What does the Body Corporate insurance cover?
The insurance for your building is the biggest expense for the Body Corporate.
It covers the value of the building, so if there is an earthquake or some other natural disaster it would be covered.
If accommodation is required due this, that will be covered too.
Loss of rent if your apartment is tenanted will be covered for up to a certain amount as well as the rental management fees.
It does not cover your personal belongings and your own personal hem and contents insurance is required.
Good day. Body corporate insurance. Now it is one of the biggest ticket items in your budget. What does it actually cover? And more importantly, what it doesn't cover?
I thought today I would go over a bit of a summary of what your general, now each insurance for each building is slightly different. But this is basically the gist of it. I thought I'd go through what building insurance for the body corporate covers.
As you can see on the summary here, this is one 85 Bridge Road. It covers the value of the building, so if an earthquake happens, in this case, it is covered to over $47 million. Included in that value is anything. Gradual damage caused by water leak from an internal water pipe, water tank or wast disposal pipes - $5,000 per unit. It also covers certain things if the whole building is not completely destroyed. If you know what I mean.
This is obviously in place of natural disaster and you have to have that and you have to have building insurance. It is one that, as I said, probably the biggest ticket item in your budget and represents a large portion of your body corporate levy.
Your common property and we have certain amounts that, for example, if you had a combination of the people living and you can't live in your apartment anymore that means they'll pay for owner occupiers $20,000 for a claim while you go through the apartment being repaired. If there is a fire or something like that then you have accommodation and you are not out of pocket.
Stolen keys, I'm not too sure what that really means, I haven't come across that before. Stress payment, that's pretty obvious. Then the big one really is when it comes down to if you're renting it. How much are you covered with rental benefit? Here you've got loss of rents, management fees. For the whole building they will be covered because you could have a lot, up to probably about three million dollars, three and a half million dollars and claims of preparation costs and redeeming period. That's basically seen as 18 months, so that means you've got up to 18 months cover for loss of income through rents so you can meet your mortgage and all that kind of thing.
What it does not cover. It doesn't cover your home or contents, it does not cover your personal belongings. You still have to have home and contents insurance when you are in an apartment, the building insurance does not cover that. It covers all the common property, it covers the unit, it cover your fittings and fixtures but not your TV, your bed, furniture, your china and things like that, and your jewellery - anything like that.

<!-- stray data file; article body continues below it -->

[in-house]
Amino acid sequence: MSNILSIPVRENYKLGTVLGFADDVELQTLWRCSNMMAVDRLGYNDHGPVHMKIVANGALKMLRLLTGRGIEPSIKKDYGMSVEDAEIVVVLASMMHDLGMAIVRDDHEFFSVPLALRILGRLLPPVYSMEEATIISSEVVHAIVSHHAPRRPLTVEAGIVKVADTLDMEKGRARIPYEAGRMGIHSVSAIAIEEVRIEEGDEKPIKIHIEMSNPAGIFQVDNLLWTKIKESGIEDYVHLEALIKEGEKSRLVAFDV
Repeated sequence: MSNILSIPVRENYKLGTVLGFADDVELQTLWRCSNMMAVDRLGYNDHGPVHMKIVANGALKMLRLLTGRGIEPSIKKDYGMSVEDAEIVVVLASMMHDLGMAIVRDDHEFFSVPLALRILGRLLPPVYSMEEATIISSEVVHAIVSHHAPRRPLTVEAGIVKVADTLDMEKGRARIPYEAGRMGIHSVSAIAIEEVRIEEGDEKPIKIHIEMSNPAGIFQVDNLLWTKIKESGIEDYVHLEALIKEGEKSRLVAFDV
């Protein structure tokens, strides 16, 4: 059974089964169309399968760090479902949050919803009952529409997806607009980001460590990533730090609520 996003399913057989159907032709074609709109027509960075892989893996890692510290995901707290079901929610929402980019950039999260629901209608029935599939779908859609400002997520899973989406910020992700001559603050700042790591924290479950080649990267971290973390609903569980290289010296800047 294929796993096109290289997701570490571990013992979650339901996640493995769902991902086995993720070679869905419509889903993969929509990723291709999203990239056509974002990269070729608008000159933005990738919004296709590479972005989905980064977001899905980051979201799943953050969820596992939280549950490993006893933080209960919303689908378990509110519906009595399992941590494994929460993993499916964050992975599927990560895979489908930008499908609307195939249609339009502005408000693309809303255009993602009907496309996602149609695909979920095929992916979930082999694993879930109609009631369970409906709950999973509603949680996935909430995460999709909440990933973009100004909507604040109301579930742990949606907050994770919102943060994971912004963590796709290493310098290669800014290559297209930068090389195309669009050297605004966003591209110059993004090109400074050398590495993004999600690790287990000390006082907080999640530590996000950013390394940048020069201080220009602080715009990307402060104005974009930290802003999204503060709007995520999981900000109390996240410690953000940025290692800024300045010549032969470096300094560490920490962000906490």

So as it covers here, there is a summary here of what is not covered. Restricted cover applies to units vacant for more than 60 consecutive days. Tenant's contents, personal effects and liability.
This one here is quite important. If it was vacant the event occurred. Now tenant's contents, personal effects the same as owner occupiers. Owner occupiers and none-occupiers. Landlord's cover for furniture and white wear, building defects including leaky buildings. If there was an actual earthquake and it was a leaky building it's not going to cover repairing that because it that damage was already there in the first place. Portable aerials or satellite dishes, portable swimming pools and spa pools and things like that. Obviously for ones that are fixed are for common property.
Obviously it is all set out here, your excesses. The high end excesses, the lower premiums. Same with anything else, so you'll understand an excess $500 per owner, owner occupier excess to $250. That says it right there - gradual damage, water damage and that kind of thing.
Hopefully that gives you a bit of an idea of actually what insurances, what is covered in your - the thing is when you are looking at different insurance quotes there will be certain things that change a lot i.e. how much cover have you got for rent? If something happens to the building and you can't rent it out, that kind of thing. Or, how much are you going to get to pay for alternative places to live if you're an owner occupier?
Other things that can really change in those time frames and that kind of thing. Also things like earthquake ratings and things like that can raise your insurance.
Hopefully that's a pretty quick cover of what it covers and hopefully it answers your questions and enables you to think about what you need to do when you're an apartment owner other than rely on that insurance.
I hope this helps. Andrew Murray, Apartment Specialists. Cheers.